There are a number of potential explanations for our findings in relation to past PTB in one third of those where NTM was isolated. Firstly, the incidence of TB is modest between 35 to 45 cases per 100,000 in Singapore. PTB also causes structural and functional lung damage including bronchiectasis, airway stenosis, bronchovascular distortion, and fibrosis that facilitate NTM growth [28]. Secondly, on Ingenuity Pathway Analysis (IPA) of gene to gene relationships, it is described that focus genes such as the Toll Like Receptor-2 (TLR2), Interleukin12 (IL12), and Interferon-gamma (IFNG) all play important roles in the innate and adaptive immune response and where genetic polymorphisms are present leads to an increased risk of both TB and NTM infection [29]. Thirdly, from network genes analysis, nuclear factor-κB (NFκB) complex, ERK1/2, and p38MAPK (mitogen-activated protein kinase) pathways all affect disease survival where both TB and NTM are implicated. Defects in these pathways increase the risk of both TB and NTM infections [30,31,32]. Prior studies also demonstrate that vitamin deficiencies (e.g. vitamins A, B, C, D, E, K, and lycopene) alter immune regulation and increase the risk of mycobacterial infection. Vitamin deficiencies are common in the Asian population and could explain our findings of high PTB and NTM prevalence [29].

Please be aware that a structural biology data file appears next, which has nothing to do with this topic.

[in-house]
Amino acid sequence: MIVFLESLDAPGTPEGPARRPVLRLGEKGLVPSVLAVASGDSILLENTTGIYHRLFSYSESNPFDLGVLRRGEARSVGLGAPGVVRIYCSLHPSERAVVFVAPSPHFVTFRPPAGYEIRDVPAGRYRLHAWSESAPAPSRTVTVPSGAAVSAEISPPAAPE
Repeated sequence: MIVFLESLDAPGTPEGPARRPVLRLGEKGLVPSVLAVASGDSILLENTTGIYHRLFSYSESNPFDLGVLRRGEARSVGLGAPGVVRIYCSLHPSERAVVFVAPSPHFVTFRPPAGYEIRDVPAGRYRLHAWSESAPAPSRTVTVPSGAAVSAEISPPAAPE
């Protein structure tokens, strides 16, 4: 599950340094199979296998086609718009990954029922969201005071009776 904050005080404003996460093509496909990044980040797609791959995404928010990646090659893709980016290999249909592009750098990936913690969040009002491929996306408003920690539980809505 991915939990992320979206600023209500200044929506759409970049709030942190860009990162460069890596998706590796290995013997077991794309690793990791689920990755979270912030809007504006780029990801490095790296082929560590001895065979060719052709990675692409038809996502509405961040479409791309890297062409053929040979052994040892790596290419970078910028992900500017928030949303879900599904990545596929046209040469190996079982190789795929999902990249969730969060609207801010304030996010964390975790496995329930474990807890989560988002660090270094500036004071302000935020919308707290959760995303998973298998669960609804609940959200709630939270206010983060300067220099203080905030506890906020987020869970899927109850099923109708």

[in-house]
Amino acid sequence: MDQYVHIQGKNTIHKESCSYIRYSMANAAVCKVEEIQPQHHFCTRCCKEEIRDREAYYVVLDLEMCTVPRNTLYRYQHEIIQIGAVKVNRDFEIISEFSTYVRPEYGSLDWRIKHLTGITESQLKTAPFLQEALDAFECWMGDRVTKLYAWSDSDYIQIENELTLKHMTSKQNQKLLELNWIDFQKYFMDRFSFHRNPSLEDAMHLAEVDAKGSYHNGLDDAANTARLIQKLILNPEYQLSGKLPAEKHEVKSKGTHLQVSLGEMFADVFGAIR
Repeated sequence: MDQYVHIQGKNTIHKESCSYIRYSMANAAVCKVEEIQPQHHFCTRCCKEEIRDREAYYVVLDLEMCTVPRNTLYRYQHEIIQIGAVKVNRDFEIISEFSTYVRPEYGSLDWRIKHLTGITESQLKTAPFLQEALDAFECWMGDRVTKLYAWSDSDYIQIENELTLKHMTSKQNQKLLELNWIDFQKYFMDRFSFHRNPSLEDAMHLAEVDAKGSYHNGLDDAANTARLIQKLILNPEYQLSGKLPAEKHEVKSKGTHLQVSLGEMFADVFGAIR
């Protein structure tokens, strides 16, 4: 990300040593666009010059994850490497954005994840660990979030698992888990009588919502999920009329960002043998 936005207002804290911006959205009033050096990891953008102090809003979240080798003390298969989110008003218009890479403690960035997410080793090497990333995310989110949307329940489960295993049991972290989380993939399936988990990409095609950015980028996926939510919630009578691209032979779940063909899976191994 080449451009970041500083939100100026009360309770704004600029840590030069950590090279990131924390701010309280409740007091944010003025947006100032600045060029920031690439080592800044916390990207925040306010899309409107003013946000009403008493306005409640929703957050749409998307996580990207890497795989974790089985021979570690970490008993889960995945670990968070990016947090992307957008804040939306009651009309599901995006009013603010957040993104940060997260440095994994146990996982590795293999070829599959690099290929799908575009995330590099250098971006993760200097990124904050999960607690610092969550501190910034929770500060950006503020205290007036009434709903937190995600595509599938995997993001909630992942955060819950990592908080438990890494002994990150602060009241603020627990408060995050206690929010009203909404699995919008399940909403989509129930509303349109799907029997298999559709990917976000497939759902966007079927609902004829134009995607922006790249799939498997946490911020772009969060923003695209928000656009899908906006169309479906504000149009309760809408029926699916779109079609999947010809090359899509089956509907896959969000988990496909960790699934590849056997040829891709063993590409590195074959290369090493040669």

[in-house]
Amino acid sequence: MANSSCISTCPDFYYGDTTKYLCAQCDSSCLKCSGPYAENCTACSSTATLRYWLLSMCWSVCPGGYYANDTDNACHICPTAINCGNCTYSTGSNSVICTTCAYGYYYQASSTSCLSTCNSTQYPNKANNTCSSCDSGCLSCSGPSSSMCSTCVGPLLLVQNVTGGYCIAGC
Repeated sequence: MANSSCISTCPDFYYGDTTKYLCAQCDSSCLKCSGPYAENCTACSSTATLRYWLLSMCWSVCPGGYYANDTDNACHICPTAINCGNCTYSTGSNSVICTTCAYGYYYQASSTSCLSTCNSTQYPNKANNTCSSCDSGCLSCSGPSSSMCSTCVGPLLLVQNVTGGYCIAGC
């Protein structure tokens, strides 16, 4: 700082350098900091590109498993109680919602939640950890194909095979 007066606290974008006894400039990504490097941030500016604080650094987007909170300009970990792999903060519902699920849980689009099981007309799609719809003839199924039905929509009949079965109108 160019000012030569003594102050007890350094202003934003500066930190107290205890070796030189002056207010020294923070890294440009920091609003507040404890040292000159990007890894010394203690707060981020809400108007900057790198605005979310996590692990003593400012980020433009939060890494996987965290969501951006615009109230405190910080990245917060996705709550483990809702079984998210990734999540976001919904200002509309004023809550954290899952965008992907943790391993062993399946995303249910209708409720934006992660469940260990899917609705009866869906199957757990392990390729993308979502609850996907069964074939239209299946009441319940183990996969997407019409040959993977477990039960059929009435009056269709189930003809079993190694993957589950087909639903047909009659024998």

In a study of 2548 patents with pulmonary NTM in the USA, Adjemain et al. found a higher prevalence of pulmonary NTM in the Asian and Pacific Islander population with a male predominance, in contrast with the white population where the prevalence is lower and female patients form the predominant group [15]. This preponderance of male patients infected with NTM disease is similarly seen in our study population which comprises various Asian ethnicities. In their work, the interactions of genetic, behavioural and environmental factors were cited as possible causes for this difference in the prevalence between ethnic groups.